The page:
Second, the need for overall progress and prosperity from an African perspective calls on businesses to better align their strategies to pursue the SDGs. The disjuncture between business and the sustainability agenda (or ‘corporate social responsibility’) means that while multinationals seek to contribute to poverty reduction in local communities, they may simultaneously lobby for governmental policy at the national level that indirectly contributes to poverty in local communities. This disjointed agenda undermines the generation of social wealth. For example, while oil companies in Nigeria may contribute to poverty reduction in the Niger Delta via social investments, they also actively lobby for weak environmental laws that make it possible for oil spillage to drive more communities further into poverty.
Third, the socio-cultural realities of Africa, based on a sense of place and belonging, require multinationals to pursue corporate social innovations, if their contributions to the SDGs in Africa are to be both meaningful and sustainable. One of the implications of a sense of place is the need for ‘social contracts’ such that problems, including environmental degradation, waste management, poverty, youth restiveness and unemployment, receive the attention of multinational enterprises. As such, the goal to help address social problems is based on the nature of the social relationships that emerge due to a multinational’s presence in a particular locale, with the objective of creating sustainable scalable solutions that serve both private interests and the common good.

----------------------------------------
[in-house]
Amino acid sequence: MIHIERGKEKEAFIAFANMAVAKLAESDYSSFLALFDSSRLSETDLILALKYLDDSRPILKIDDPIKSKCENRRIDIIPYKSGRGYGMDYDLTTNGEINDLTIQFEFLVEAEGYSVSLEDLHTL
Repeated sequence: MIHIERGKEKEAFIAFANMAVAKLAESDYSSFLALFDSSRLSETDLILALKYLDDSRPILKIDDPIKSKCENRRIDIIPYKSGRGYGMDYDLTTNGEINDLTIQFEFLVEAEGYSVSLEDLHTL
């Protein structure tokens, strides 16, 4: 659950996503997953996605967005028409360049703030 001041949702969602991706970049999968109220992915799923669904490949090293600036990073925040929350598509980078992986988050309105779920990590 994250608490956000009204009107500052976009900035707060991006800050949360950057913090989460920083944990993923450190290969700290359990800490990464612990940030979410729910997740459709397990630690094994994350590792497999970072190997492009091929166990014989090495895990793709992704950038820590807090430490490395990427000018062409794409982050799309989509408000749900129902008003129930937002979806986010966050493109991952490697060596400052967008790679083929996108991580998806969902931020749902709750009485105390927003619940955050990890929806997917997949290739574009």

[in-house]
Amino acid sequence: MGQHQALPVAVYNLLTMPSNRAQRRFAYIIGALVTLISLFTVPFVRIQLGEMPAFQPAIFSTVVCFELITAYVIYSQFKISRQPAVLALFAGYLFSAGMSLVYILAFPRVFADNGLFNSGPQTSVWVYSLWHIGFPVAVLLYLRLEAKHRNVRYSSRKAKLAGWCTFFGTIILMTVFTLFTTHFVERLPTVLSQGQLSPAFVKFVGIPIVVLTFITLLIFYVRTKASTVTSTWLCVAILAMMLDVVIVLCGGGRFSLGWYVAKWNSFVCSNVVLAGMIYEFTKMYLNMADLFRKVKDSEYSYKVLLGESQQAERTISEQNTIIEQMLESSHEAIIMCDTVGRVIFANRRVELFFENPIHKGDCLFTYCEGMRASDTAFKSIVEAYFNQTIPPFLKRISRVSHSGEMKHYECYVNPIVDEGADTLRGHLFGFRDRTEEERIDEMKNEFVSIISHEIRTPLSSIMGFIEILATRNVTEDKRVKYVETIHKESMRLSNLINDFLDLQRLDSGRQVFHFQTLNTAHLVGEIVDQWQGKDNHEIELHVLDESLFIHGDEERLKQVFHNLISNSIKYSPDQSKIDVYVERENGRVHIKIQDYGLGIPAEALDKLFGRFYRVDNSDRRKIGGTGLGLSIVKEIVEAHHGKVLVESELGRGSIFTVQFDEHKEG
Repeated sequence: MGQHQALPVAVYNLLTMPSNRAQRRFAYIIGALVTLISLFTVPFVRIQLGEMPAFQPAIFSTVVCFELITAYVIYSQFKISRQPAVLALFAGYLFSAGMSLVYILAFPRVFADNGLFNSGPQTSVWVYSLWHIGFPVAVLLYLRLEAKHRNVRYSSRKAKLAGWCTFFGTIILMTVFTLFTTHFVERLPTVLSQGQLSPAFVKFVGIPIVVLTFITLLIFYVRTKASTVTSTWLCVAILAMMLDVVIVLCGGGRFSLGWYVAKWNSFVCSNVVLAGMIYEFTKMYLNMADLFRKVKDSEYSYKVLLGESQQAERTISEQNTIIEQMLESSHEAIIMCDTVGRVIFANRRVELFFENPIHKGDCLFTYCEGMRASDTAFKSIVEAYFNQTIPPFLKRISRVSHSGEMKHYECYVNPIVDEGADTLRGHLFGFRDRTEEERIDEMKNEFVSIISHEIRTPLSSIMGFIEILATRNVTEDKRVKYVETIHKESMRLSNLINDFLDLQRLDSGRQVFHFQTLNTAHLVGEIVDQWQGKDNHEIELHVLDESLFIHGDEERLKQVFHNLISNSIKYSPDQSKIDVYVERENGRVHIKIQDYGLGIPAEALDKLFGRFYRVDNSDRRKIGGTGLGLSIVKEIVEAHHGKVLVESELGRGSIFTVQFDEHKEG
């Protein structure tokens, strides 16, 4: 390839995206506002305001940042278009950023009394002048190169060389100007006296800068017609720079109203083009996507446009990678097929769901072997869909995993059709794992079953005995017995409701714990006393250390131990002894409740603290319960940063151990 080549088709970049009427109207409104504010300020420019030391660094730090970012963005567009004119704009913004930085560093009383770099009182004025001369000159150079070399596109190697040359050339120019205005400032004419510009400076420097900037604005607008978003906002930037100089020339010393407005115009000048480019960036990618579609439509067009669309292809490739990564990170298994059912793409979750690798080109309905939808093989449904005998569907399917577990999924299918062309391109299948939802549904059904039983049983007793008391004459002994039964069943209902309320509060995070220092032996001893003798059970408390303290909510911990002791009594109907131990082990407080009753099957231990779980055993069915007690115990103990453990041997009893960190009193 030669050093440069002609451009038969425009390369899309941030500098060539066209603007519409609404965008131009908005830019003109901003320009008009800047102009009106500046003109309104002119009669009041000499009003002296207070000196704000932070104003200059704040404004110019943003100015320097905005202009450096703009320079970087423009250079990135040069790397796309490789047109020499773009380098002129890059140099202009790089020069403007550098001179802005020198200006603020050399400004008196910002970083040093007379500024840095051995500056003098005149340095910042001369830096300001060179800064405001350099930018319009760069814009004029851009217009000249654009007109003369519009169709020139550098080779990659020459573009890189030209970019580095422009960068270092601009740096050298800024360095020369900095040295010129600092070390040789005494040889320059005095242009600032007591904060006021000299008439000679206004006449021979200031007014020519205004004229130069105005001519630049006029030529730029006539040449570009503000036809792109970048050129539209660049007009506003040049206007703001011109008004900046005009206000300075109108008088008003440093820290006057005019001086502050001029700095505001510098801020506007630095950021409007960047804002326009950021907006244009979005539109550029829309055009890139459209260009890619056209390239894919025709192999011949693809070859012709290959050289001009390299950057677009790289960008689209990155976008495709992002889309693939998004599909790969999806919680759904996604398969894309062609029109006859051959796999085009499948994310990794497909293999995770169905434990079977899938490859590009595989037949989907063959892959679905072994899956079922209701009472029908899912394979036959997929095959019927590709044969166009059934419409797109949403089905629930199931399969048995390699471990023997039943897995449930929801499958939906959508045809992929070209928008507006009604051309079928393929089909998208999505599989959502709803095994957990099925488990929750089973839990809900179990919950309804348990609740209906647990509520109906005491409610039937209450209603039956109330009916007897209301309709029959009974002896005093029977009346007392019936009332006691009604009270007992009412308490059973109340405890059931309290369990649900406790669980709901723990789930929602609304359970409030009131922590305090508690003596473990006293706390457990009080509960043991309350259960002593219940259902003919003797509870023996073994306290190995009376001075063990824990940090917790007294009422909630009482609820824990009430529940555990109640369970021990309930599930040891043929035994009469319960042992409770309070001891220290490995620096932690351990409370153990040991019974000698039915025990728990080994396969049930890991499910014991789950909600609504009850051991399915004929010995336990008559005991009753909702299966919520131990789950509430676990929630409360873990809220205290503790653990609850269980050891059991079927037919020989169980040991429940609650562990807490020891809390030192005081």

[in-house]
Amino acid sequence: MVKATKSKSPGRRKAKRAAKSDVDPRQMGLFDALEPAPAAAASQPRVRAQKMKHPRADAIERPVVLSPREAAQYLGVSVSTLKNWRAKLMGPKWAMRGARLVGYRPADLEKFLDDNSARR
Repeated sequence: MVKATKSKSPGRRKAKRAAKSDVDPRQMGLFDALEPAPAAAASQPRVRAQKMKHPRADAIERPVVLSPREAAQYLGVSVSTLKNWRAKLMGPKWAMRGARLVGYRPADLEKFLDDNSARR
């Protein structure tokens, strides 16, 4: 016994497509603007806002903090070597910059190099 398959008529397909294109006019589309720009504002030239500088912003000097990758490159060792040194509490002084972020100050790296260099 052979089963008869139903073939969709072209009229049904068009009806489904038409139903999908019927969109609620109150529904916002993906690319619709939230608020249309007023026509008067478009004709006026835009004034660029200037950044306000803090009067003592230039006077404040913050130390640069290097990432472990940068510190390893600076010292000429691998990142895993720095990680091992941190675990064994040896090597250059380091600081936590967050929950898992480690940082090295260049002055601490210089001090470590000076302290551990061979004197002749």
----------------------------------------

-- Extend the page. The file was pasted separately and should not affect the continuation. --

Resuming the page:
Finally, multinational enterprises need to use their internal resources and external relationships to advocate for the SDGs and educate their stakeholders. This requires strengthening weak institutions where they exist and playing leadership roles in situations where their core competences can make a difference. It will also involve continuous organisational renewal and adaption to the dynamics of the SDGs in the contexts they operate in.
In sum, the values of Africapitalism can be a good guide for strategic business decisions and inform collaboration with civil society organisations and other stakeholders in Africa and beyond.
Amaeshi, PhD (@kenamaeshi) is the director of the Sustainable Business Initiative, and professor in business and sustainable development at the University of Edinburgh.
Idemudia, PhD is Professor of Development Studies and African Studies at York University, Toronto, Canada.
Nnoli-Edozien, PhD is a Nigerian social entrepreneur and corporate sustainability and responsibility (CSR) expert and currently serves as the Sustainability Chief for Dangote Industries Limited, the most capitalized quoted company on the Nigerian Stock Exchange.
Frontpage February 26, 2018